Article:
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Discussion Starter #1
Given all my work on the previous build, I thought it may be time to create a new thread for the next build.


Version 2 of the storage server -



Link to old thread for continuity sake - http://www.avsforum.com/avs-vb/showthread.php?t=776778




Target Goals:


- 48 drive Hotswap capability

- Space dense. These rackmount enclosures have really come down in price, making them very attractive.

- Capability to add more enclosures if needed - via External PCI-e.

- Minimize power consumption - although a server/setup of this size is never really going to be "power efficient" per se, but all we can do is minimize it.

- One switch operation. The main server's power up/power down sequence should turn everything off/on

- SAS Connectivity - I know some of you might beat me up for abandoning e-SATA, but there's reasons. Primarily, the eSATA connection is fairly "flimsy". The connectors pop off every now and then, and the alarm bells start sounding, and the server starts screaming blue murder.



Products already selected:

- Supermicro SC836 series, 3U enclosures with 16 hotswap bays and SAS backplanes. I have 4 on order. (Why the 3U, and not the 846 series 4U with 24 hotswap? Cost. I can get these for a quarter of the price of that. All 4 of these are about the same price as a single 846 series enclosure. 64 hotswap bays vs 24...no comparison
)

- Motherboard - Is going to be a dual 771, 8 core motherboard, I'm still finalizing specific models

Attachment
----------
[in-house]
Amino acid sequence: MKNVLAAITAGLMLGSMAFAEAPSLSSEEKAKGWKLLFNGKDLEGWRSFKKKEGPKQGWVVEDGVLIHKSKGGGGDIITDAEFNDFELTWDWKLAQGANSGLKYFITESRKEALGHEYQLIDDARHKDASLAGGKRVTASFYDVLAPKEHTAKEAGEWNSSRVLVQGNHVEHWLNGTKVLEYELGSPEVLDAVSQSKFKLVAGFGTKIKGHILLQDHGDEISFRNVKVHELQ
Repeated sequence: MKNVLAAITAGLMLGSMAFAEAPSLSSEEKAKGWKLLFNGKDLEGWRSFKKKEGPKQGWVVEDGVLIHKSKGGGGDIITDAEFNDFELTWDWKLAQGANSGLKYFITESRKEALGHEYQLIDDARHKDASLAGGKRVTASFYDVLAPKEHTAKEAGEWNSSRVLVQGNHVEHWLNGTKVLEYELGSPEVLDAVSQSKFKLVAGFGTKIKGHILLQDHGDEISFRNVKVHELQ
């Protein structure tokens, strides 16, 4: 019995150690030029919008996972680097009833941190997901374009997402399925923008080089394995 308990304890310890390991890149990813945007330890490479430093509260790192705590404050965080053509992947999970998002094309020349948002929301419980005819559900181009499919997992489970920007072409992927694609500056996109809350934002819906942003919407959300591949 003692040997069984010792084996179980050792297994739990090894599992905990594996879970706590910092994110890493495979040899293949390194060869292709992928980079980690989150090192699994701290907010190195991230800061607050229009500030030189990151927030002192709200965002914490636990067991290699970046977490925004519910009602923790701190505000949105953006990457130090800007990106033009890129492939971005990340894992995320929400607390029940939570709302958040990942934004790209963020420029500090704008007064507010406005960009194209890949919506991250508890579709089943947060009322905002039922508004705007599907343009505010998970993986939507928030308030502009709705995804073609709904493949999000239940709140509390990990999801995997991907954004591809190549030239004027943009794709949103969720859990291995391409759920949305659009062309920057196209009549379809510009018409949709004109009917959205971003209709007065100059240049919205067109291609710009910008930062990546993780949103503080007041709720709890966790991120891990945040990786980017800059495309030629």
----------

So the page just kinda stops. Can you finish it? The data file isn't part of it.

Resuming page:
- CPUs - 50w socket 771 Xeon quad cores

- RAM - 8/16GB ddr-667 FBDIMMs (I know I know..they EAT power)

- Rest TBD.


More to come.
 

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Is this in competition to the other thread with the 48TB server???


Its battle of the server size... where size matters...


ok.ok.... I have a Supermicro X7DAL-E that has proven to be an awesome motherboard... Its paired up with an Xeon 5320, just one though, havent needed to scale yet into dual quad cores...
 

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How much is one of those cases going to set you back? Those are nice and I could use a new case, specifically a Supermicro one that would play well with my SuperMicro motherboard... right now the Supermicro MB is jerryrigged up to the non-standard Intel SSI front panel connectors.
 

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Discussion Starter #4

Quote:
Originally Posted by HaLo6 /forum/post/14262480


Is this in competition to the other thread with the 48TB server???


Its battle of the server size... where size matters...


ok.ok.... I have a Supermicro X7DAL-E that has proven to be an awesome motherboard... Its paired up with an Xeon 5320, just one though, havent needed to scale yet into dual quad cores...

Oh hell no, I don't compete. V2 grew out of the need to consolidate a few things. My "old" server setup runs just fine, but I'm starting to outgrow it..
Plus, I want to run a couple of virtual servers on the new hardware, and the old hardware just won't cut it for that.


In addition, after almost 2 years with my old setup, I have come to realize the value of proper cabling/labeling/proper rackmounting etc for something this size. Maintenance is a bi*ch with the old setup.